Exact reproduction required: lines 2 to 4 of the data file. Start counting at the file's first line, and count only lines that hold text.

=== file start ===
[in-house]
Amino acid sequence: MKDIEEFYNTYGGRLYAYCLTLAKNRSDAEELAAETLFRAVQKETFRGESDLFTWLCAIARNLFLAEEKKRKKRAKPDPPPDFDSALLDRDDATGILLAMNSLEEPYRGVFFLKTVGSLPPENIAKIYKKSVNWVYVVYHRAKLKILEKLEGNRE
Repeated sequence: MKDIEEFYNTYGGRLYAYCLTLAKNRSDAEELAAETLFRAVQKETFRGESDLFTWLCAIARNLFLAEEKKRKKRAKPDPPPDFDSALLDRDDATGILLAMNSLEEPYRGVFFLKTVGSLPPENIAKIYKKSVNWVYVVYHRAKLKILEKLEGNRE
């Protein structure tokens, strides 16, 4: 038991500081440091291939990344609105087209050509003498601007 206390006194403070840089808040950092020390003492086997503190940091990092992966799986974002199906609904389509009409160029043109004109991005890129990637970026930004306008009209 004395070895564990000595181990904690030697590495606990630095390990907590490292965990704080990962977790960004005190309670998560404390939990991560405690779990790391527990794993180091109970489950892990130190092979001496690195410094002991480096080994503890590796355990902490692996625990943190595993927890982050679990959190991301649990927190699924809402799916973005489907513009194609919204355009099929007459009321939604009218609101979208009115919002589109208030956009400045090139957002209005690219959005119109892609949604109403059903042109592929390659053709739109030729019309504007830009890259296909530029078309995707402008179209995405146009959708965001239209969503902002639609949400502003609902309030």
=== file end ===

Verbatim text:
Amino acid sequence: MKDIEEFYNTYGGRLYAYCLTLAKNRSDAEELAAETLFRAVQKETFRGESDLFTWLCAIARNLFLAEEKKRKKRAKPDPPPDFDSALLDRDDATGILLAMNSLEEPYRGVFFLKTVGSLPPENIAKIYKKSVNWVYVVYHRAKLKILEKLEGNRE
Repeated sequence: MKDIEEFYNTYGGRLYAYCLTLAKNRSDAEELAAETLFRAVQKETFRGESDLFTWLCAIARNLFLAEEKKRKKRAKPDPPPDFDSALLDRDDATGILLAMNSLEEPYRGVFFLKTVGSLPPENIAKIYKKSVNWVYVVYHRAKLKILEKLEGNRE
């Protein structure tokens, strides 16, 4: 038991500081440091291939990344609105087209050509003498601007 206390006194403070840089808040950092020390003492086997503190940091990092992966799986974002199906609904389509009409160029043109004109991005890129990637970026930004306008009209 004395070895564990000595181990904690030697590495606990630095390990907590490292965990704080990962977790960004005190309670998560404390939990991560405690779990790391527990794993180091109970489950892990130190092979001496690195410094002991480096080994503890590796355990902490692996625990943190595993927890982050679990959190991301649990927190699924809402799916973005489907513009194609919204355009099929007459009321939604009218609101979208009115919002589109208030956009400045090139957002209005690219959005119109892609949604109403059903042109592929390659053709739109030729019309504007830009890259296909530029078309995707402008179209995405146009959708965001239209969503902002639609949400502003609902309030």